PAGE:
An Asian former Uber driver has accused the company of ‘intentional discrimination’ against racial minorities by relying on its five-star rating system to fire drivers.
Thomas Liu of San Diego filed a federal class-action lawsuit Monday alleging he was ‘deactivated’ as an Uber driver in 2015 when his rating from passengers dropped below 4.6.
‘Uber is aware that passengers are prone to discriminate in their evaluation of drivers, but Uber has continued to use this system, thus making it liable for intentional race discrimination,’ Liu’s complaint reads.
Potential customers, he claims, would cancel rides after they were able to view his picture, and that they asked him ‘where he was from in an unfriendly way.’
Thomas Liu, a former Uber driver from San Diego, claimed in a lawsuit filed in federal court Monday that Uber’s star rating system ‘intentionally’ discriminates against minority drivers
Liu said in the lawsuit that when his star rating dropped below 4.6 in 2015, Uber ‘deactivated’ him. He claimed customers would cancel rides after they were able to see his picture, and asked him in an ‘unfriendly’ way where he was from
Liu says he is Asian and from Hawaii, and he speaks with a ‘slight accent.’
The suit claims that Uber itself knows that when passengers rate drivers, they ‘discriminate against racial minorities’ – because that’s the same argument the San Francisco-based company once employed to resist adding tipping to the app.
‘Customer discrimination is not an excuse for employers to discriminate,’ Liu’s attorney, Shannon Liss-Riordan, told Fortune.
Uber rolled out in-app tipping in 2017, six years after the ride-hailing service began.
The suit aims to represent a class of drivers with similar complaints. It estimates that ‘likely hundreds, if not thousands’ of non-white Uber drivers in the U.S. have been fired as a result of their star ratings.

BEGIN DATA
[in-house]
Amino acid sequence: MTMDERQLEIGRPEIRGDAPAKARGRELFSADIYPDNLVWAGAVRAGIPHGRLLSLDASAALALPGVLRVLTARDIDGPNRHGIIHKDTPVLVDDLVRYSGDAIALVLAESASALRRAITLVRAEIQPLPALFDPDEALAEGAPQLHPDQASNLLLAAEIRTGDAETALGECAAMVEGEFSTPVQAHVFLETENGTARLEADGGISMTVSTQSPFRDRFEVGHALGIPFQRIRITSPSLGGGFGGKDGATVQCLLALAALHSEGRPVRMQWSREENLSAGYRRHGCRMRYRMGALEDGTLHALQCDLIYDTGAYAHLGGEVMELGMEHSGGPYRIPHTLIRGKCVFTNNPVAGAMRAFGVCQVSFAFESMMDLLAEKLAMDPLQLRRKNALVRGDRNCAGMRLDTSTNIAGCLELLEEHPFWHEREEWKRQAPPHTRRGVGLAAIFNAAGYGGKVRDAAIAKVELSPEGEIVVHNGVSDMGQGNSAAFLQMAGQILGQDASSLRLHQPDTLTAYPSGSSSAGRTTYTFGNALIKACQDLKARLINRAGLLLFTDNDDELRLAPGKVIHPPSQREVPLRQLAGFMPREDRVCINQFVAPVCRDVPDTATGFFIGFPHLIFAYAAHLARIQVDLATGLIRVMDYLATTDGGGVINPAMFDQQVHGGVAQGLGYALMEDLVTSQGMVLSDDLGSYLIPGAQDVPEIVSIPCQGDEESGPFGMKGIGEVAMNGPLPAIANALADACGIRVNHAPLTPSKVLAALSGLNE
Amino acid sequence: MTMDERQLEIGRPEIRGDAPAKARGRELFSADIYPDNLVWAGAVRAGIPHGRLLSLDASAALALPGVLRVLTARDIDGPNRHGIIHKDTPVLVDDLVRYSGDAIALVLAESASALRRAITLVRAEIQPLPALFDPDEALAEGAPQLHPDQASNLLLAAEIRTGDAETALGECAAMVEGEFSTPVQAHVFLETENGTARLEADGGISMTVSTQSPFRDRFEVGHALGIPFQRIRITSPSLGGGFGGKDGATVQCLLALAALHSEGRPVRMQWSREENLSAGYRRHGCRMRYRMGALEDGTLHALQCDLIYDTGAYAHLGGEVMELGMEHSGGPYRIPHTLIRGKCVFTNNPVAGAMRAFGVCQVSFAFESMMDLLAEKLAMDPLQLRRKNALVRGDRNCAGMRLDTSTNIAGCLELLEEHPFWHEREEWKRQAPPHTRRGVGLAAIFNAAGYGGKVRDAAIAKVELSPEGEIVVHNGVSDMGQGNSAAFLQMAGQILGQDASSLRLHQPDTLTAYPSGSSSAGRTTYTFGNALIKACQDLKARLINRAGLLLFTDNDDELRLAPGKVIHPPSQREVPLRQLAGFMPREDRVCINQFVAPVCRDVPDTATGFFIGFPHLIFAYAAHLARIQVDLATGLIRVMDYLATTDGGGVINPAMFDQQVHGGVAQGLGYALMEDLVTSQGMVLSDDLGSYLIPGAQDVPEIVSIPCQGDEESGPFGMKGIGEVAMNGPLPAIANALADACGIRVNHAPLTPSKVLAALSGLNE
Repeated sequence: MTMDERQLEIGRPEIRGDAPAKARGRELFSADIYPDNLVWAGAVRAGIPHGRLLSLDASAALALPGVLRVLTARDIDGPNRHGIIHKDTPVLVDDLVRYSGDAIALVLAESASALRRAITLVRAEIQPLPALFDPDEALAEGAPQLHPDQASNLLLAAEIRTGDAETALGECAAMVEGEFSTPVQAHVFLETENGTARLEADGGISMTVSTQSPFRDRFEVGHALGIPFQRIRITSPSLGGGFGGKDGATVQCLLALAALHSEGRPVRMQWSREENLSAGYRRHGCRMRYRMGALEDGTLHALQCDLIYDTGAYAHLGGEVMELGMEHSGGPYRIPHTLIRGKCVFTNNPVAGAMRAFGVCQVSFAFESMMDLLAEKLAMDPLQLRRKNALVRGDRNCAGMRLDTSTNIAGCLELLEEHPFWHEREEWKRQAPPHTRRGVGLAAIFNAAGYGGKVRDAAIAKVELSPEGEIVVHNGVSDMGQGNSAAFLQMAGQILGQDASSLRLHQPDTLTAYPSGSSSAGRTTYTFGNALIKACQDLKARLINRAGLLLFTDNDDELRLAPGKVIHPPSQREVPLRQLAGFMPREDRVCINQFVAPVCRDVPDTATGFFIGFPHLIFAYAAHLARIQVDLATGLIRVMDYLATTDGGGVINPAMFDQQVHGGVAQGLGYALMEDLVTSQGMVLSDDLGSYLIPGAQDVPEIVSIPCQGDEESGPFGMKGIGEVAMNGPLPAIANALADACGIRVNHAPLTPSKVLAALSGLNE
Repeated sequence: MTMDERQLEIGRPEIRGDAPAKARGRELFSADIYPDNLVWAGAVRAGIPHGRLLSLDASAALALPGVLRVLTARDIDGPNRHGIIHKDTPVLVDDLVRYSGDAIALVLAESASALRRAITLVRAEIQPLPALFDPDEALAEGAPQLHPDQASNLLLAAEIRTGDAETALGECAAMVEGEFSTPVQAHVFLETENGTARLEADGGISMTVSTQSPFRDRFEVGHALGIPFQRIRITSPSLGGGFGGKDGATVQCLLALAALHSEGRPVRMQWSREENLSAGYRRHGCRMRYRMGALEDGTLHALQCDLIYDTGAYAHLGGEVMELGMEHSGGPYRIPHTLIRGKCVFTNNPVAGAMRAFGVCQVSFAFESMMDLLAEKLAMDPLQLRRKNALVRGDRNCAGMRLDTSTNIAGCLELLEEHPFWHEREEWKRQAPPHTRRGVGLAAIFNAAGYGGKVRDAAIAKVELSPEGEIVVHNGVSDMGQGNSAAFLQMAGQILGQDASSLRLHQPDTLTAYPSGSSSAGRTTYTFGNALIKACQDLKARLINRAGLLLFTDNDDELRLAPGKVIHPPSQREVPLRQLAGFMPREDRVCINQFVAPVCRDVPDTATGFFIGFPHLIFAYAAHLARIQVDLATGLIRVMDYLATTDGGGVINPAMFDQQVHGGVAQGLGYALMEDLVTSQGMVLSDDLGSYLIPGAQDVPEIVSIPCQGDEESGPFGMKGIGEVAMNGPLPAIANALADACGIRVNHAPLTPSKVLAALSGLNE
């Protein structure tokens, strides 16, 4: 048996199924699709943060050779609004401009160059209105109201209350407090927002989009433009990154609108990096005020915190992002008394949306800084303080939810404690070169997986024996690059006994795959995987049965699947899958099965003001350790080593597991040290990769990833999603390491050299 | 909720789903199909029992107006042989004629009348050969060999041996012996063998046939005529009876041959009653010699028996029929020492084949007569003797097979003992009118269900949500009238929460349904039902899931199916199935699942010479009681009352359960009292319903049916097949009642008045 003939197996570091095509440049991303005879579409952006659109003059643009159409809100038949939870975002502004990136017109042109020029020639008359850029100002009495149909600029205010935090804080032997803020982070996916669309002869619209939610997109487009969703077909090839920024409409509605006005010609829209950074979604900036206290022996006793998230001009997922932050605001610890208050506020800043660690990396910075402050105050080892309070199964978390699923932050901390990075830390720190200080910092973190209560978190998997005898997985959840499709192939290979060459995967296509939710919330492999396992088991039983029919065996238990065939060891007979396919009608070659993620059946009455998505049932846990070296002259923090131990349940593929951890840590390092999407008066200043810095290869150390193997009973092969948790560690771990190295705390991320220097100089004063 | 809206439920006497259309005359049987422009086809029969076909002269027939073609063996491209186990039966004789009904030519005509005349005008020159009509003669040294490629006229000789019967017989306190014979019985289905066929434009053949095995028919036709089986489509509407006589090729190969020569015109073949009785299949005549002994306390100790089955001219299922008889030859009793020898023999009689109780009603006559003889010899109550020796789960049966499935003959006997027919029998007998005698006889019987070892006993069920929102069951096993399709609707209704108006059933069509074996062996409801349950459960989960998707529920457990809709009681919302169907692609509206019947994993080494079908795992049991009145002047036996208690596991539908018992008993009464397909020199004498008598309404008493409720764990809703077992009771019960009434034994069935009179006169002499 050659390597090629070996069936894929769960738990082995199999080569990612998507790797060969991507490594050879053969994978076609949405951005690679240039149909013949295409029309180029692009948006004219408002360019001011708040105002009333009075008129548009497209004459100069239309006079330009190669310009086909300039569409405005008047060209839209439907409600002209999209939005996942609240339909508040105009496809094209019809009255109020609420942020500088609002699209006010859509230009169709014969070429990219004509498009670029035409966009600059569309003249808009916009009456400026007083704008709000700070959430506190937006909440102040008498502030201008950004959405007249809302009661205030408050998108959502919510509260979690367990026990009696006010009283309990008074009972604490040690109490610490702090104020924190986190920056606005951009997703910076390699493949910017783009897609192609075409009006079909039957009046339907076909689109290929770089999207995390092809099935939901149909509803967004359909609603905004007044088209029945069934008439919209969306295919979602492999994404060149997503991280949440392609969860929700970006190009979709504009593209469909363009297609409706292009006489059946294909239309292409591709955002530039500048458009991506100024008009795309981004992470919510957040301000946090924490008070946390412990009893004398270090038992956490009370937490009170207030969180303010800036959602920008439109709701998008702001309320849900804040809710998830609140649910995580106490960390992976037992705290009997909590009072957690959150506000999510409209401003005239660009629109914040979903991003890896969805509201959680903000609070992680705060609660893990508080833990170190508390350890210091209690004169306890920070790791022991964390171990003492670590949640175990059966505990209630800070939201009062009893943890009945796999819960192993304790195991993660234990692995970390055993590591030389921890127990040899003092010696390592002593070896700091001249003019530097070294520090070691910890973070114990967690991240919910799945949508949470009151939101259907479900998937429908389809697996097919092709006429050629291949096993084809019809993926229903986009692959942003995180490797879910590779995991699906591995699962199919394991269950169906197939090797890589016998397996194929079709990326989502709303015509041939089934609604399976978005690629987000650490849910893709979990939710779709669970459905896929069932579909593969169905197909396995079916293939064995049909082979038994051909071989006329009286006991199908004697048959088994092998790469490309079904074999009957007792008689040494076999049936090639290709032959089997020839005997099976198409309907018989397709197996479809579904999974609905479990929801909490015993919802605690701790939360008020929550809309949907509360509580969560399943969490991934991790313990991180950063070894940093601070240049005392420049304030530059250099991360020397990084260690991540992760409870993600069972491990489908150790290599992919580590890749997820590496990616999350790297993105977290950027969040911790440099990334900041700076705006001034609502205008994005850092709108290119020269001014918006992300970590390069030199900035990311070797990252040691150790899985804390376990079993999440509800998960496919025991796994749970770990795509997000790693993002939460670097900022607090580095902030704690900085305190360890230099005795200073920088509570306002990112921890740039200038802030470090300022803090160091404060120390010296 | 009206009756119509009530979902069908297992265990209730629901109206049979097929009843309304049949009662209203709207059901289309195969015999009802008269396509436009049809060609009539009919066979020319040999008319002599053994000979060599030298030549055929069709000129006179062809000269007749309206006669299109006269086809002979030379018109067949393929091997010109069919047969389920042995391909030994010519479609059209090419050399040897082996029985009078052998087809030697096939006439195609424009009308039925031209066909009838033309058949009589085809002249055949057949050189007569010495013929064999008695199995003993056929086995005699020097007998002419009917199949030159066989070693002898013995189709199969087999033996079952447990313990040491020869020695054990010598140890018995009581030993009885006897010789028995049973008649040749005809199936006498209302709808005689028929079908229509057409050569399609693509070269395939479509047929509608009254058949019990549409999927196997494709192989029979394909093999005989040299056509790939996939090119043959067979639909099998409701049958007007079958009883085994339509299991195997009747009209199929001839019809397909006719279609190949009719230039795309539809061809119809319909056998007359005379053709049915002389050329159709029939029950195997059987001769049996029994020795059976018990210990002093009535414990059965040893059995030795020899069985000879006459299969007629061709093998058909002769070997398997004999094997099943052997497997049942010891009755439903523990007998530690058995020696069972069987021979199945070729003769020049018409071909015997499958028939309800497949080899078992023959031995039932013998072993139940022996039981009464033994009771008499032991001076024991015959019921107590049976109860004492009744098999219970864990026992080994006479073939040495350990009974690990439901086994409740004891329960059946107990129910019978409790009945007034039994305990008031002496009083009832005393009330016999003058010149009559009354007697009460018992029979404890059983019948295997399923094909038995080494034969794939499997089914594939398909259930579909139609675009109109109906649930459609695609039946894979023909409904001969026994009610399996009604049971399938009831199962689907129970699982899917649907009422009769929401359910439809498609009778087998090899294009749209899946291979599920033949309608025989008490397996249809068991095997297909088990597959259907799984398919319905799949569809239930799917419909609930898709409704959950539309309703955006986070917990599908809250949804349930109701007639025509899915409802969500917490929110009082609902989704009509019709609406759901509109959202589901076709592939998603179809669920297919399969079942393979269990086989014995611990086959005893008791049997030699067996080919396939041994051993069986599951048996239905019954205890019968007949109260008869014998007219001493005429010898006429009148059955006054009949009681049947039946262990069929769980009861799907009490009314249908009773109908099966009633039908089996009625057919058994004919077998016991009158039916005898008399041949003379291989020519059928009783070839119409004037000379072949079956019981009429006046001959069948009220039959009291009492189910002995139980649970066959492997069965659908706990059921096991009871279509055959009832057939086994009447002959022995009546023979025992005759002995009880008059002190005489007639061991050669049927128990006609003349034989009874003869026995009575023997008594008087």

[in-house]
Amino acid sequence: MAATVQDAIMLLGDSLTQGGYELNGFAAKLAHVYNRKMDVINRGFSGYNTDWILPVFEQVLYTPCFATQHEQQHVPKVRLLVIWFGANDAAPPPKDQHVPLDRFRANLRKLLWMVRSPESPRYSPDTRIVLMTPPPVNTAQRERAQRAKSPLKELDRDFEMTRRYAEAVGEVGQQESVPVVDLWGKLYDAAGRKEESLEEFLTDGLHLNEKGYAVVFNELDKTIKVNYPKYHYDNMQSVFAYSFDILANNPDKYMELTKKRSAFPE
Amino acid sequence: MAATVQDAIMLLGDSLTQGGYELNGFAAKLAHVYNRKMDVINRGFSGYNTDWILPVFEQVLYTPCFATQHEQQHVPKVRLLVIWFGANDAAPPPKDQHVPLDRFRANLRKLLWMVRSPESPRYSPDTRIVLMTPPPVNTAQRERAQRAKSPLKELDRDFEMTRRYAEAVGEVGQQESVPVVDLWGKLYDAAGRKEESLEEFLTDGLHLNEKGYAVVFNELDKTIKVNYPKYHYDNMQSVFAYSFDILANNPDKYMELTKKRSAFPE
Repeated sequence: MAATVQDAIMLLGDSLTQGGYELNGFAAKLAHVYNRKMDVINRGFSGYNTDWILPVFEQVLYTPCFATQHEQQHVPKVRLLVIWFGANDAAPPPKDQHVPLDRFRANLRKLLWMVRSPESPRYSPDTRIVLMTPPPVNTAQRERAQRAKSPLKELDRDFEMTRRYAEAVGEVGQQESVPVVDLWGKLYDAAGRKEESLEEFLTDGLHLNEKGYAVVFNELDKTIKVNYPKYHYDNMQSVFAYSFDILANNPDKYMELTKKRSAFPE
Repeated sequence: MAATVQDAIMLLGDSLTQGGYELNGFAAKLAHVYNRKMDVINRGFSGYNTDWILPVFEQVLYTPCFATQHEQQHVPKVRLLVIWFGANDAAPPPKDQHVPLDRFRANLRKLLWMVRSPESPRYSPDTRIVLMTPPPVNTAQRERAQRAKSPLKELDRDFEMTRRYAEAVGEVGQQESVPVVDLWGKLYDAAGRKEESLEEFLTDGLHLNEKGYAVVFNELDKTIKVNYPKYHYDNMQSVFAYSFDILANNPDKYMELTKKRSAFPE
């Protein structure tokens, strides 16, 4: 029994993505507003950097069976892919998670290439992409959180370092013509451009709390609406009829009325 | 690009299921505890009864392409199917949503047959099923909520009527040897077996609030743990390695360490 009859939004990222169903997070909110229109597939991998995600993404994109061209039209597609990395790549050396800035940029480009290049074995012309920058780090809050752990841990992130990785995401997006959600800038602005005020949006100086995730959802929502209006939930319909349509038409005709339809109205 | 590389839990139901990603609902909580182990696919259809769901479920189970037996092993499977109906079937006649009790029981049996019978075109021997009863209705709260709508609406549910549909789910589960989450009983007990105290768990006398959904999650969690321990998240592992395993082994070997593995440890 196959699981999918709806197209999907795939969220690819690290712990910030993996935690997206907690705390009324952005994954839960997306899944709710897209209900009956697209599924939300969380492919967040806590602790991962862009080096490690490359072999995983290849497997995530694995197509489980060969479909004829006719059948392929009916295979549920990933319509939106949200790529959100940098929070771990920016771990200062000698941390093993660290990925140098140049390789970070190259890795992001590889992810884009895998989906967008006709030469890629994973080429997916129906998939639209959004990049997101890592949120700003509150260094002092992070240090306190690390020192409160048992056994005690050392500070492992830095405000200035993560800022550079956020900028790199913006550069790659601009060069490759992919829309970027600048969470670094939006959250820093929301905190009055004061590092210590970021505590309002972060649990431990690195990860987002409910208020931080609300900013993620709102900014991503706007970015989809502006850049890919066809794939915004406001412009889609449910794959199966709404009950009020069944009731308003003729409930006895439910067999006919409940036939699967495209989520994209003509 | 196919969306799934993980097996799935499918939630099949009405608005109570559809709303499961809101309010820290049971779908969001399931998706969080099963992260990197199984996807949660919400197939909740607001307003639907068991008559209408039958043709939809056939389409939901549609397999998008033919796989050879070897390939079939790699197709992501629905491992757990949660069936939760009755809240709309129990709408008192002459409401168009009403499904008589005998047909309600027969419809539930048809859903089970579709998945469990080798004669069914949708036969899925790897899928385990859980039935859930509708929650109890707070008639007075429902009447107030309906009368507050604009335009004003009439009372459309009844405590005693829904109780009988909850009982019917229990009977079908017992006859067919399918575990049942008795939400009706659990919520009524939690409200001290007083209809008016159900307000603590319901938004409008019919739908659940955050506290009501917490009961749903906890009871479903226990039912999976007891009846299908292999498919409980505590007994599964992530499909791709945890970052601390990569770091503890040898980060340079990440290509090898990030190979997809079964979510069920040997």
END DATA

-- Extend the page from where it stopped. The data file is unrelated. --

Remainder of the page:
The federal lawsuit was filed in California’s Northern District under the 1964 Civil Rights Act, but that law’s anti-discrimination protections applies only to workplace employees.
Uber has long held that its drivers are not employees but contractors.
The lawsuit argues that Uber treats its drivers not as independent contractors but as employees by holding them to specific quality standards, requiring training, and setting wages.
California voters will decide November 3 whether gig-economy workers are employees who are entitled to the attendant benefits of that status or if they can remain classified as contractors
And driving passengers is the essential function of the company, it argues.
‘Without drivers to provide rides for Uber’s customers, Uber would not exist,’ reads the suit.
Four years ago Liu brought the same claims to the U.S. Equal Employee Opportunity Commission, which in August declined to take a position on his complaint, Fortune reported. That enabled him to file a lawsuit in federal court.
Uber called the lawsuit ‘flimsy’ in a statement to Fortune. The company ‘has greatly reduced bias for both drivers and riders, who now have fairer, more equitable access to work and transportation than ever before,’ wrote company spokesperson Matt Kallman.
The lawsuit comes as California voters are deciding a state ballot initiative that would cement ride-hail drivers’ status as independent contractors rather than employees.
If over half of voters approve it November 3, Proposition 22 would circumvent the protections of a law passed by the California legislature last year.
That law, AB 5, requires gig-economy companies like Uber, Lyft, and Doordash to extend its drivers and delivery workers the overtime protection, minimum wage, mileage reimbursement, and health benefits that employees receive.
Liu’s attorney, Shannon Liss-Riordan, filed the lawsuit in federal court Monday. ‘Customer discrimination is not an excuse for employers to discriminate,’ she said
If Proposition 22 passes, those workers would remain contractors, and Uber and other companies would pay its drivers minimum wage plus 20 percent, but only for the time when a driver is engaged in driving a customer.
Ditto for mileage reimbursement, which would be lower and limited to ‘engaged’ mileage under Prop 22.
A California appeals court last week upheld a lower court’s decision that ride-app drivers are employees, and if Proposition 22 fails, the companies must abide by the ruling.
The gig-economy companies have raised about $200 million to convince Californians to vote for the ballot initiative.